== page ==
Electric Vehicle Efficiency Analysis
Last Updated November 17, 2009
There are two interesting things to consider when evaluating the efficiency of a vehicle: energy efficiency and emissions. An electric vehicle (EV) starts with a huge advantage over an internal combustion engine (ICE) vehicle: ICE vehicles generally run at about 20% efficiency, meaning that 80% of the energy content of their fuel is wasted, versus EVs which put about 80% of their input energy into turning the wheels.
EVs get their charge from an external power source, which could be from a clean, renewable energy source like wind or solar, but for most people will be our current electrical grid. As our grid gets cleaner so do EVs, but even when powered from today's electric grid, EVs reduce both greenhouse gas emissions and the pollution that causes smog.
The exact efficiency numbers depend on the efficiency of the vehicle, but we have personal experience with two highway-capable production electric vehicles which have surprisingly similar efficiency numbers.
According to the EPA energy efficiency sticker shipping with early production models of the Tesla Roadster, the Tesla Roadster is rated at 32 kilowatt hours (kWh) per 100 miles for city driving and 33 for highway. We have measured the actual efficiency we get driving a 2008 Tesla Roadster (produced in early 2009) and our 2002 Toyota RAV4-EV by measuring energy into each vehicle (in kilowatt-hours) using a dedicated electric meter on each charger and dividing by the number of miles driven in each vehicle, averaging over hundreds of miles of mixed city/highway driving. The Roadster comes in around 33 kWh per 100 miles and the RAV4-EV at 32 kWh per 100 miles. We will therefore pick 32.5 kWh per 100 miles as a reasonable estimate of real-world EV efficiency.
If you burn gasoline completely under perfect conditions, it generates energy in the form of heat equivalent to about 36.4 kWh per gallon. So an EV requires the energy equivalent of about 0.89 gallons of gas to go 100 miles, or about 112 miles per gallon equivalent.
EVs have no tail pipe and emit no polluting gasses when driven, but they do increase load on the grid, which in turn causes more emissions at polluting power plants. This is often called the long tailpipe. How much comes out of that tailpipe depends on how the power plant is fueled.
The most interesting question for US consumers considering an EV purchase is how much pollution is created by electric production in the US. A 2007 Department of Energy study found two interesting results.
In 2007, a DOE-sponsored analysis (PDF) found that there is enough excess off-peak capacity in today's electrical grid to power the conversion of "up to 84% of U.S. cars, pickup trucks, and sport utility vehicles (SUVs)" to plug-in hybrids with a 33-mile pure electric range. That's about 200 million vehicles. So, we don't need to build any new power plants to handle many years of EV production.
That same study found that under that scenario overall greenhouse emissions would decrease by up to 27%. Emissions of volatile organic gases and carbon monoxide would drop over 90%. Without improving generation technology, particulate and SOx emissions would increase, but we have a lot of time to solve that problem. It's a lot easier to solve a pollution problem at a few hundred power plants than it is with hundreds of millions of tailpipes.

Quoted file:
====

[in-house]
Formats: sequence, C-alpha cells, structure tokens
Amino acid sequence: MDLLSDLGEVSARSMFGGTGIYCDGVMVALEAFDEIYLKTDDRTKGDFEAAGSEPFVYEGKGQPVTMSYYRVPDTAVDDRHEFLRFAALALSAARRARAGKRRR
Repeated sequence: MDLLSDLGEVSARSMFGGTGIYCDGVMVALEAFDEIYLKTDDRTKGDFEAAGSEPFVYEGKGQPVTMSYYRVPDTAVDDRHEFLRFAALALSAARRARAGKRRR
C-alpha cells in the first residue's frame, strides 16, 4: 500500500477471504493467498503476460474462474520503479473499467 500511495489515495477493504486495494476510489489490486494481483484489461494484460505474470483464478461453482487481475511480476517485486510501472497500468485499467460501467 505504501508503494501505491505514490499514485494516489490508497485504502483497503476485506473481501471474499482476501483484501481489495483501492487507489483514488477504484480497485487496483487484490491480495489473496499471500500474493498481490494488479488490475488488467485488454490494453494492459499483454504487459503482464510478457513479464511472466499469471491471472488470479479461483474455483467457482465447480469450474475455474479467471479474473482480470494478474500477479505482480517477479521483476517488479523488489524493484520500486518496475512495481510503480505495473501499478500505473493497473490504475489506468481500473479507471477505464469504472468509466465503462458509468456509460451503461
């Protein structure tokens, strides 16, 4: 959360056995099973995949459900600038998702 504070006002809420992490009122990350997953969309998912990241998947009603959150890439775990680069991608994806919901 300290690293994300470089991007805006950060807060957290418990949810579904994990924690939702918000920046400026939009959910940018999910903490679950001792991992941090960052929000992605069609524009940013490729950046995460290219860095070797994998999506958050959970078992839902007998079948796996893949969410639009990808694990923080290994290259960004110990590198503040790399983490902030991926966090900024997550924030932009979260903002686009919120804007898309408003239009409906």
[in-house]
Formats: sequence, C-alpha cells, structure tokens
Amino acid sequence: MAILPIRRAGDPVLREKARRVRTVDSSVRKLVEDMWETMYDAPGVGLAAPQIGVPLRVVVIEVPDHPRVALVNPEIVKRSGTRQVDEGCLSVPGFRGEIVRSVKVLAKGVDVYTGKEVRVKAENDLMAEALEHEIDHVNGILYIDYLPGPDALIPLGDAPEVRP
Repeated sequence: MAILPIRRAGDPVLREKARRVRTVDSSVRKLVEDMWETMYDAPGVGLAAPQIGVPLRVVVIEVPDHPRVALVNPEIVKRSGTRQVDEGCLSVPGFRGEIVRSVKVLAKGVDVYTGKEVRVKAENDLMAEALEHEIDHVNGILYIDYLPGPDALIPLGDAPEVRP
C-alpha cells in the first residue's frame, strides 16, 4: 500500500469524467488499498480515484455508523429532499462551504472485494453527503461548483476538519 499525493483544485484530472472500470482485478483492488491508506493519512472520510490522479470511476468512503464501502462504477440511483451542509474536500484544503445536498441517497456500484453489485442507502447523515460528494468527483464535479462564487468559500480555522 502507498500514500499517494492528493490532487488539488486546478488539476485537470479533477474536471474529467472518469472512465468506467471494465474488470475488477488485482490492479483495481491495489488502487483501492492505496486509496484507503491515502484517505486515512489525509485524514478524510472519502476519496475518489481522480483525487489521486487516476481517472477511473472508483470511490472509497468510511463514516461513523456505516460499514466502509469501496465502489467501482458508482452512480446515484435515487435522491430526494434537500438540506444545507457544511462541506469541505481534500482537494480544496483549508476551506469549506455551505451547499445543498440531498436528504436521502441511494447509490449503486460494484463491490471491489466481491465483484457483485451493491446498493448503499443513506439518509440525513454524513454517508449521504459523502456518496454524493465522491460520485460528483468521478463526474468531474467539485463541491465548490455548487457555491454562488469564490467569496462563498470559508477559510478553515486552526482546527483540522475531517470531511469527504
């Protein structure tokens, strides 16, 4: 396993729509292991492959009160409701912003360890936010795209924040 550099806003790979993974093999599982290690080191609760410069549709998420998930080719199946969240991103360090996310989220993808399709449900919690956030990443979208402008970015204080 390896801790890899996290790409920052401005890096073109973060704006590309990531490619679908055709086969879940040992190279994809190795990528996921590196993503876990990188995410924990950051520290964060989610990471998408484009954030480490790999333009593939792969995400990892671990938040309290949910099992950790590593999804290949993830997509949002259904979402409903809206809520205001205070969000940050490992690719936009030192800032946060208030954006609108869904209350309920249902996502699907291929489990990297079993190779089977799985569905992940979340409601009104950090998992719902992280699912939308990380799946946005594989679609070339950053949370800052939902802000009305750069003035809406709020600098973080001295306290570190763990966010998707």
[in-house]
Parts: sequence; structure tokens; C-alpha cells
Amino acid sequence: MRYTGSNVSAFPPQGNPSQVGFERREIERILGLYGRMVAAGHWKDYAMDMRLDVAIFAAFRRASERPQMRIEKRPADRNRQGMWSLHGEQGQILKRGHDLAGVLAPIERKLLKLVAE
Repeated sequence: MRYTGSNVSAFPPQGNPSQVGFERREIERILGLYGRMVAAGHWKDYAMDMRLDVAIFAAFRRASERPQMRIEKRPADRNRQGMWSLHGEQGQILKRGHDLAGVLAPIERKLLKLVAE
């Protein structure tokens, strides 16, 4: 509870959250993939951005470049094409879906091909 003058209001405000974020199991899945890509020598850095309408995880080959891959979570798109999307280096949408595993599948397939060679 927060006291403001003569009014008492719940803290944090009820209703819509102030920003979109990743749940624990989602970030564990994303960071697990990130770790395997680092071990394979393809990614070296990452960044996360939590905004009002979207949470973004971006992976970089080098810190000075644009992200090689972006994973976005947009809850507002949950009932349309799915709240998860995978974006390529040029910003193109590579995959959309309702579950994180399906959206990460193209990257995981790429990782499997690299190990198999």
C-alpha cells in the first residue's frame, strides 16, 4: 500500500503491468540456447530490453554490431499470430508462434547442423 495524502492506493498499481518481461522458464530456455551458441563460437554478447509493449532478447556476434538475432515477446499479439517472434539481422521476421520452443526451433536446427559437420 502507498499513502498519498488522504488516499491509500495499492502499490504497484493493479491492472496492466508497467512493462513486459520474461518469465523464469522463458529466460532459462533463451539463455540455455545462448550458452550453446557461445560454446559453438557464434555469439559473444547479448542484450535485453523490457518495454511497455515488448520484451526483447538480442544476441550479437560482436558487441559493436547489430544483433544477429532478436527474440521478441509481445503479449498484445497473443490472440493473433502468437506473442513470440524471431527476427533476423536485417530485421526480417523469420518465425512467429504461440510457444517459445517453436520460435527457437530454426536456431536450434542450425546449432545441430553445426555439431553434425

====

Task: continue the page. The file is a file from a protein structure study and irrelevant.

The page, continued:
For more detailed and specific numbers, this EPA study (PDF) gives values for the CO2 emissions from coal, natural gas, the overall average of the US electrical grid, and the average for various regional grids within the US. The following table assumes EV energy consumption 32.5 kWh per 100 miles (as explained above) to determine kilograms of CO2 per 100 miles, and compares that to emissions from gasoline combustion at 8.8 kg CO2 per gallon to determine an equivalent miles-per-gallon for an ICE vehicle to have the same emissions per mile.
All the Way to the Well
For a full well-to-wheel calculation for ICE vehicles, we'd need to consider the energy involved in refining and transporting the fuel to the gas station. Likewise for EVs, accounting for transporting fuel to the plants that power the grid and factoring in a slight loss in power transmission between the plant and the vehicle charger. Both of those calculations have many variables for which it is difficult to find concrete values. For that comparison, we suggest checking out Tesla's Well-to-Wheel Efficiency page.
With their greatly increased energy efficiency and their ability to be powered from green energy sources, EVs offer significant long-term environmental benefits. Replacing ICE vehicles with EVs powered from the current US electric grid has immediate considerable upside on average, and huge benefits in regions with electric grids that take advantage of green energy sources (like the US west coast). As our grid moves toward greener energy (wind, solar, geothermal, even nuclear), EVs get progressively cleaner while ICE vehicles just get dirtier with age.
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